UK courts become Waterloo for Pakistani Media Groups

The Pakistani media’s tendency to defame people at the behest of Pakistan’s establishment is getting pushback from the legal system in the United Kingdom. Pakistan is a virtually lawless land so suing there for defamation is impossible for those being targeted by the establishment Pakistani media. But since all major Pakistani channels are also seen by the vast Pakistani diaspora in the U.K., the British legal system provides a way for victims to seek some justice.

Last week Reham Khan, the broadcaster and ex-wife of Prime Minster Imran Khan, received libel damages and a public apology from Pakistani television channel Dunya News in connection with a defamatory television program broadcast in the UK on June 5, 2018. In that show, the establishment’s most abusive mouthpiece,  Railways Minister Sheikh Rasheed, had accused Reham Khan of getting money from the PML-N leader Shehbaz Sharif to write her memoirs that did not show Imran Khan in good light and exposed his many hypocrisies.

Previously Mir Shakil-ur-Rahman, owner of the Jang Group, had won a case against ARY News in 2018. As we wrote in New Pakistan at the time, ARY had called Mir Shakil an Indian agent on its shows and the poor man could do nothing about it in Pakistan. He then realized that ARY also runs in UK and decided to approach the British Office of Communications –an arbiter of fairness in media – and also to demand reparations through British courts. He won the case and ARY had to shut down its operations in UK.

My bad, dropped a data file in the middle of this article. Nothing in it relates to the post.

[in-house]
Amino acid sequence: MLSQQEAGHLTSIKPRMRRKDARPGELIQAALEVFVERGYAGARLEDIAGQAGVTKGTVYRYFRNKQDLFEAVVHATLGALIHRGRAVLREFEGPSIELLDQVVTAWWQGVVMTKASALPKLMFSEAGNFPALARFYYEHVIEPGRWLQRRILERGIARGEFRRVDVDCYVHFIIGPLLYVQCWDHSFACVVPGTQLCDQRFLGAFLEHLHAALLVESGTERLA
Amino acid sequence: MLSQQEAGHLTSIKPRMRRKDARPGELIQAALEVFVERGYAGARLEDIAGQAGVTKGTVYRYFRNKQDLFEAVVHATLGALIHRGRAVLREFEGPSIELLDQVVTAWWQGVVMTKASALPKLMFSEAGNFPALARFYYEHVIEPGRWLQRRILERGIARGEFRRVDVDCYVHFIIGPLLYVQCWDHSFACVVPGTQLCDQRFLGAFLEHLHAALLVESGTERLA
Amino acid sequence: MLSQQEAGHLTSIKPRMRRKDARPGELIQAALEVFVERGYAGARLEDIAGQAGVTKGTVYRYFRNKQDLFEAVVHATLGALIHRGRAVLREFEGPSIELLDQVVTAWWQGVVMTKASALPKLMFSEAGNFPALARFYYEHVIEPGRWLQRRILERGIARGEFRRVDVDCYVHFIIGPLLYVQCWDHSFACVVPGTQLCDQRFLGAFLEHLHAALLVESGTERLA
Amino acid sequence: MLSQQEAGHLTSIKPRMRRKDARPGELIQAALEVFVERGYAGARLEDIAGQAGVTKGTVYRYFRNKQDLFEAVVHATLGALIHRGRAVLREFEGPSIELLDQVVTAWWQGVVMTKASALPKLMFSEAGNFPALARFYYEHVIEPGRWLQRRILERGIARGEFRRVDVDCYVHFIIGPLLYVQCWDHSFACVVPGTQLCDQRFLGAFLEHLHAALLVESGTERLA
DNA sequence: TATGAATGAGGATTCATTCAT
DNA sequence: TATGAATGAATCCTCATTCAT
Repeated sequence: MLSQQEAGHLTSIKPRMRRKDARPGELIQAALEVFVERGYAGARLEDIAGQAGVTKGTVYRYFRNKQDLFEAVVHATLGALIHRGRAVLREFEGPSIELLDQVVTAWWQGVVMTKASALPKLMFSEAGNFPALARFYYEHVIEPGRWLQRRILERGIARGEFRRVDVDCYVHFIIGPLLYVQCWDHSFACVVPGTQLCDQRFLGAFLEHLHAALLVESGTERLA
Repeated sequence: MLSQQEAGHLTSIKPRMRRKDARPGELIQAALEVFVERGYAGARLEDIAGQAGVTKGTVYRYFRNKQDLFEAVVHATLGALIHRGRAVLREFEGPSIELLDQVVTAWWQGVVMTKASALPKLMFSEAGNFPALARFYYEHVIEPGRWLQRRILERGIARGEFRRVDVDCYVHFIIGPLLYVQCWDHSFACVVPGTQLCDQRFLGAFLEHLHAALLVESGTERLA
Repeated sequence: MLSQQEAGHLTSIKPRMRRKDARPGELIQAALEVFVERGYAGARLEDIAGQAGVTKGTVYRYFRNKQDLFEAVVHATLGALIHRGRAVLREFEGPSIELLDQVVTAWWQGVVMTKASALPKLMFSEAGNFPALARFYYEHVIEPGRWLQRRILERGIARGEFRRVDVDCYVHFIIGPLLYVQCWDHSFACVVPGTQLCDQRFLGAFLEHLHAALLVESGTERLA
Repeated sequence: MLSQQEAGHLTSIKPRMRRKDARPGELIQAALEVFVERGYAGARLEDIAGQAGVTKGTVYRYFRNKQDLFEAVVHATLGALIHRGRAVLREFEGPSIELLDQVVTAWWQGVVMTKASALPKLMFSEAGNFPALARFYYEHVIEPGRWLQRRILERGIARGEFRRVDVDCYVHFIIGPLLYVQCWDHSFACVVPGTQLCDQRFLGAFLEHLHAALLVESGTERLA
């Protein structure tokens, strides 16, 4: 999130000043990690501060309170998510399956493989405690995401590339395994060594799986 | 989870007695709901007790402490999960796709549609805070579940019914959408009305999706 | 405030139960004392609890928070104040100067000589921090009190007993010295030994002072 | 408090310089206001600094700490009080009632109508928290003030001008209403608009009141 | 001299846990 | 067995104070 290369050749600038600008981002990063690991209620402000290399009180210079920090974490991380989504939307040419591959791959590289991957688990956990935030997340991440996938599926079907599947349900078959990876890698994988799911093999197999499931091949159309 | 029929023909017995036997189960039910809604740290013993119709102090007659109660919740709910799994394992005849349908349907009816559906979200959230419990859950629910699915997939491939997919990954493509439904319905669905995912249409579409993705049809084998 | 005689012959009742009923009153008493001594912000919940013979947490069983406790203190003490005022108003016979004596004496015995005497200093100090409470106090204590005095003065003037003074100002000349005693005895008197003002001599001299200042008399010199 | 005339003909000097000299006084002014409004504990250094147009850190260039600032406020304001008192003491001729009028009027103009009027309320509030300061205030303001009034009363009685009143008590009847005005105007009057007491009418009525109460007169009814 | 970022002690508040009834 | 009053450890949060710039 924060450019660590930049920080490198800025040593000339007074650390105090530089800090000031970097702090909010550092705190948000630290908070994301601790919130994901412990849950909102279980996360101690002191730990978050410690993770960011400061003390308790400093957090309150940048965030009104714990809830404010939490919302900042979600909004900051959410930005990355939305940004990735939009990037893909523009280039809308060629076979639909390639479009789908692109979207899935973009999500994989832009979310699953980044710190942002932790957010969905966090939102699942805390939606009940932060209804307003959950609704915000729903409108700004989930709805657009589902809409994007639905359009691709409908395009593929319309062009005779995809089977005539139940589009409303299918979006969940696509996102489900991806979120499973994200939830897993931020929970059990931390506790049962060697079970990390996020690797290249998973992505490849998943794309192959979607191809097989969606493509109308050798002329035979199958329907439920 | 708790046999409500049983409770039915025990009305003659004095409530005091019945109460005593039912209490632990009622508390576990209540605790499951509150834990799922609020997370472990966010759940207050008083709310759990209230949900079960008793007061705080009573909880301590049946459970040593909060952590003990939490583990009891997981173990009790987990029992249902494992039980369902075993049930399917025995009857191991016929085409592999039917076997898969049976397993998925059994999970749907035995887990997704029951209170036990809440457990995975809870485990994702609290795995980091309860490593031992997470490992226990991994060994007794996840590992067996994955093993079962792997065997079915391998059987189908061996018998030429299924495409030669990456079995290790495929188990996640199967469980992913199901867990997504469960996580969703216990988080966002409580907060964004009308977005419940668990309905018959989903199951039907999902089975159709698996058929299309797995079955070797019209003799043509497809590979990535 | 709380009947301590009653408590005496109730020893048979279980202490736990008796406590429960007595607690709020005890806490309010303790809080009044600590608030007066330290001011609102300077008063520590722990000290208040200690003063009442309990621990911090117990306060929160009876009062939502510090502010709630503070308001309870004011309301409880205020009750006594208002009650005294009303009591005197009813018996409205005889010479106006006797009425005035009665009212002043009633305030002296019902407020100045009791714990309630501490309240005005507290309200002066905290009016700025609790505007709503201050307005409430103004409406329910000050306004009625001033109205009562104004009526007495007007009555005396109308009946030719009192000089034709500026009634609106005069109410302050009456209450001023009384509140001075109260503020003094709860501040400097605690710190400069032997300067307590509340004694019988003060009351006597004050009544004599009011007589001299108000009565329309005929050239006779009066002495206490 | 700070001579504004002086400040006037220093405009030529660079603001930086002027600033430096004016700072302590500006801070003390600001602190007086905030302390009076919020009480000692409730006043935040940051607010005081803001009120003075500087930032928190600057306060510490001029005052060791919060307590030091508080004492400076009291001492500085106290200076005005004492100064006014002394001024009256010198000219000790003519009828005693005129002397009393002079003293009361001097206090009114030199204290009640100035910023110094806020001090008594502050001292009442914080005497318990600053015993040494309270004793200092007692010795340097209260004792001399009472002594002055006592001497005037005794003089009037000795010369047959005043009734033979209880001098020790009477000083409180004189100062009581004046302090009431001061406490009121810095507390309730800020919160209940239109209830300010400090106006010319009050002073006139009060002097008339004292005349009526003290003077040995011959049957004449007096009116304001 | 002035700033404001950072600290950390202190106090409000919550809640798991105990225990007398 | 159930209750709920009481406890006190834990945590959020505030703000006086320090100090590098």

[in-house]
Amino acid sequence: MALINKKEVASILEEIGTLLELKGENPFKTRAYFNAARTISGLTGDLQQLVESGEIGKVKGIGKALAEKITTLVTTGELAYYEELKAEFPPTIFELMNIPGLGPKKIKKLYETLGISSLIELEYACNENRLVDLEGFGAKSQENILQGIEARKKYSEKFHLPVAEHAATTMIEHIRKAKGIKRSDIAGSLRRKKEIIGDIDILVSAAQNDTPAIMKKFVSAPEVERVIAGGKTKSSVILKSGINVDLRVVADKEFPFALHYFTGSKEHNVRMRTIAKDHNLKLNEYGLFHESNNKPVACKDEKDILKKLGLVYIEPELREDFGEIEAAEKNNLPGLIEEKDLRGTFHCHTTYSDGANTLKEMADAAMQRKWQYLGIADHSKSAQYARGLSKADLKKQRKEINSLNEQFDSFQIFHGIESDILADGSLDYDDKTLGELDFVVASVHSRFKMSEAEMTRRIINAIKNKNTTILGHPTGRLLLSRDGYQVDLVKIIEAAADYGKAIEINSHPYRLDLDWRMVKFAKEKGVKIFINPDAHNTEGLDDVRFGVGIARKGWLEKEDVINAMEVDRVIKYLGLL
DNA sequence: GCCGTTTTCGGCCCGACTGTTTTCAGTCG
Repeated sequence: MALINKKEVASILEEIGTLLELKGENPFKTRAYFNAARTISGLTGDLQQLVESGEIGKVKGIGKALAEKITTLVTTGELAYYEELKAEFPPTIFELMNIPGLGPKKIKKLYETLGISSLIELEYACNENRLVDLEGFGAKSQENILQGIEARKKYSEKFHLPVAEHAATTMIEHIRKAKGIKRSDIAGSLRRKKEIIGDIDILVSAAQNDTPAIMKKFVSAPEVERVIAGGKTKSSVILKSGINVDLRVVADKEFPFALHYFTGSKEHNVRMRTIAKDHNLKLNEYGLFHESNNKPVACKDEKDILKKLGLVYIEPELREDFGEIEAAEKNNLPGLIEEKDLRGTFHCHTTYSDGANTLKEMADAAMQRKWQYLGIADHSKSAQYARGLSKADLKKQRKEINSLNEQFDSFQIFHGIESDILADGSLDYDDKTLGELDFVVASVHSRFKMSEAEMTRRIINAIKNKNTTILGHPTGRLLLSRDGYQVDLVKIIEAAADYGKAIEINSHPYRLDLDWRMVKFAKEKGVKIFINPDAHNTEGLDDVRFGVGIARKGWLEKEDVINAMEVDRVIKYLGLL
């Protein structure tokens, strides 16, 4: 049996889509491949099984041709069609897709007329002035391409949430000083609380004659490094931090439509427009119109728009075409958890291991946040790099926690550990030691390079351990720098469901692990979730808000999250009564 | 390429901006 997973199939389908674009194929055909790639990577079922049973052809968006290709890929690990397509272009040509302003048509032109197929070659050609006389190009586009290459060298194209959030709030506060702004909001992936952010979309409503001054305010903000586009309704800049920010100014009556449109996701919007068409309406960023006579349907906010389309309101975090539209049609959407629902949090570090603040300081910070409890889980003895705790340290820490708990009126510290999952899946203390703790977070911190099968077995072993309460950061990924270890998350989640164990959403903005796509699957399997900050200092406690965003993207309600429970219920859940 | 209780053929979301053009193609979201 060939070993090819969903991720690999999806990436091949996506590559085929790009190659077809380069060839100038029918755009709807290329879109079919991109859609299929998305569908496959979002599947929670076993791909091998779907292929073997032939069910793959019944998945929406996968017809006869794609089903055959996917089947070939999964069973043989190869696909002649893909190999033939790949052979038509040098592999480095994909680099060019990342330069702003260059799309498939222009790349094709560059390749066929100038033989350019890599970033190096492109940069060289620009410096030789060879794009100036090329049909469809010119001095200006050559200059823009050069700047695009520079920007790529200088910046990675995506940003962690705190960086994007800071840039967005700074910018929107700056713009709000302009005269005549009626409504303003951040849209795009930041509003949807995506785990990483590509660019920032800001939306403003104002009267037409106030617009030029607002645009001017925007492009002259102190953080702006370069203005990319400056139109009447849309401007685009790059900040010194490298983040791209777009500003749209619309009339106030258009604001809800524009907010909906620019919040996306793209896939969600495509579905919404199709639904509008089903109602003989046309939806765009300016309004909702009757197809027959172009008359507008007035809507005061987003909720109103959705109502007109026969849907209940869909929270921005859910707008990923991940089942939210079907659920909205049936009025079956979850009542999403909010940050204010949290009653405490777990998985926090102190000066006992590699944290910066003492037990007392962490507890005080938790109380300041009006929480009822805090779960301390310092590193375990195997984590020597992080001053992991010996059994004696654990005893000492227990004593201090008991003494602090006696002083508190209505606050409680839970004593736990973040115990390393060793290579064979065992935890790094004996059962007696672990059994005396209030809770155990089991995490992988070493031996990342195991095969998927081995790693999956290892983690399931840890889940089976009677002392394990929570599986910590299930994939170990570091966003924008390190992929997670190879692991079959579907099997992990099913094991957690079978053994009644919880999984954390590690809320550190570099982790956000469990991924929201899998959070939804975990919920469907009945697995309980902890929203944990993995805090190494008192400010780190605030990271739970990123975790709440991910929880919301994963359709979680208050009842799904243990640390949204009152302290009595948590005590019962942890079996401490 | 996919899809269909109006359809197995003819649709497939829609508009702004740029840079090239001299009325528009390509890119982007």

Again in 2018, the fake news website exposed by Umer Ali in New Pakistan, Eurasiafuture.com,  and its website director Adam Garrie, issued an apology and retracted their story against Mir Shakil-ur-Rahman. Eurasia Futures had alleged that Geo and Jang Group Editor in Chief, Mir Shakil-ur-Rahman had links with Cambridge Analytica.

For years Pakistan’s establishment and its favoured media have run campaigns of intimidation against dissidents by describing them as ‘traitors’ or circulating other unsavory allegations against them. Pakistan’s spineless judiciary has never implemented the country’s libel and defamation laws effectively. In case of allegations backed by the establishment/army/ISI, the Pakistani Supreme Court has effectively inverted the principle that accusers must prove their accusation to ‘the accused must prove their innocence.’

Those winning cases are either based in the United Kingdom or have substantive ties to the UK, a key requirement for a libel case in British courts.  Mir Shakil and Reham Khan were able to take advantage of British laws to defend themselves but those not in the UK still have to endure abuse on Pakistani TV channels. In Pakistan, EU and the United States, defamation proceedings take longer and are more expensive. But if they were like UK courts, a lot of libel would end. 

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